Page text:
Kiri Pritchard-McLean: Hysterical Woman

Standing defiantly under the glare of a neon working men’s club sign, Kiri Pritchard-Mclean tackles schema in a bold and impressive solo hour. Pritchard-Mclean lays down her own world of pre-conceived notions and invites us to do the same- after all, it’s only human nature. Her anecdotes and casual delivery invoke a tradition of assumptions, only to pull the rug from under the audience’s feet in the show’s conclusion: the result is a fantastically funny stand up show with carefully researched social commentary.

The diligence with which Pritchard-Mclean backs up her argument is intelligent without becoming preachy, informative whilst still highly entertaining

Pritchard-Mclean has a delightful and engrossing persona, though her anecdotes make her out to be far from perfect: from waxing mishaps to pick-up techniques, the nature of the show doesn’t shy away from filthier topics of conversation. It’s nice to see a refreshingly unashamed act from Pritchard-Mclean: yes, her show has a feminist influence which pays off brilliantly as the show progresses, but that doesn’t mean she has to stop talking about enjoying sex and swearing like a sailor.

The lack of censorship shows how little Pritchard-Mclean is worried about ‘putting her audience of’ when it comes to discussing social stigma. She isn’t restricting herself to cute stories expected of her by the promoters who book her in the ‘girl spots’: this brand of stand up is fearless and pays off as she receives nothing but love in return. A few of the home truths delivered by Pritchard-Mclean about her work in the comedy circuit don’t raise a laugh so much as cause the jaw to drop open, but they’re necessary in her plight to separate her gender from her career.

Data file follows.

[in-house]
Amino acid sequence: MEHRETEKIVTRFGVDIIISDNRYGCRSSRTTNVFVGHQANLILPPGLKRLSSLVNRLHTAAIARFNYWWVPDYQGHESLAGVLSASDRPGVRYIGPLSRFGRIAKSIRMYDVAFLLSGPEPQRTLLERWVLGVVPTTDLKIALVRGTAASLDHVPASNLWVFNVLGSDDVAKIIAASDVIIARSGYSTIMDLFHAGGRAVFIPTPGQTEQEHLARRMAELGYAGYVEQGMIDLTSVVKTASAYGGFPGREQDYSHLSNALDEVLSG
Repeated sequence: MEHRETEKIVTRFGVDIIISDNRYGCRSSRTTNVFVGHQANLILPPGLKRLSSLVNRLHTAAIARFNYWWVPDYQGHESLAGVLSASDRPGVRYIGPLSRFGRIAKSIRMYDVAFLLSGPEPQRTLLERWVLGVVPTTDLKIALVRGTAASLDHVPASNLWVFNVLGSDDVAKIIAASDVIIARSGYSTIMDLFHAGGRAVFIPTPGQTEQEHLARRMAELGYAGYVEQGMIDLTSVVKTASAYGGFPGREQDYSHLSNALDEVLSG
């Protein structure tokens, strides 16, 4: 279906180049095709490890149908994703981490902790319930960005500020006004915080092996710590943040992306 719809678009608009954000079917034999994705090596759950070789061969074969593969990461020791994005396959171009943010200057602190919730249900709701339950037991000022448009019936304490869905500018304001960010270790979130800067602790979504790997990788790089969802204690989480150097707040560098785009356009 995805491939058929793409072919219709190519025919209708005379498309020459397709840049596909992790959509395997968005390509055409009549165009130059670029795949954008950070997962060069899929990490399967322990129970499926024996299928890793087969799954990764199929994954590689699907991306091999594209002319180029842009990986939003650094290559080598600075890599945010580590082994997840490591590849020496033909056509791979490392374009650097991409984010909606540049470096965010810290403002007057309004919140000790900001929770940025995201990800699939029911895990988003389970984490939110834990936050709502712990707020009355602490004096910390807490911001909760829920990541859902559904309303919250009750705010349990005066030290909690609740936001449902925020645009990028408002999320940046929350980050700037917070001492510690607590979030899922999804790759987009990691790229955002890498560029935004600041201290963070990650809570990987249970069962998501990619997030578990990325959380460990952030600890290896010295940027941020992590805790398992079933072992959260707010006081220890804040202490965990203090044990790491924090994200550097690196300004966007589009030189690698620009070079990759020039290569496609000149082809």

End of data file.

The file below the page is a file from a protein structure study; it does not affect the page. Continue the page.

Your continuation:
The diligence with which Pritchard-Mclean backs up her argument is intelligent without becoming preachy, informative whilst still highly entertaining. She has killer punchlines one moment and sobering heckles to relate the next, all under a neat construct in this incredibly memorable solo hour in Edinburgh. Catch this star on her way up: Pritchard-Mclean is headed for fantastic success.

Reviews by Louise Jones

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The Blurb

Chortle Award-nominated comedian Kiri Pritchard McLean performs her inadvisably ambitious debut hour, tackling genetics, gender and being a comedian who happens to be a woman. Also, she sticks her white, middle class nose into racial inequality. (I know, it has nothing to do with her, but she won't be told.) Join her for an hour of whipsmart stand-up that's as funny as it is clever – or turn up to see if she commits an accidental hate crime. 'One to look out for' (Leicester Mercury). Tour support: Justin Moorhouse. Writer/director Gein's Family.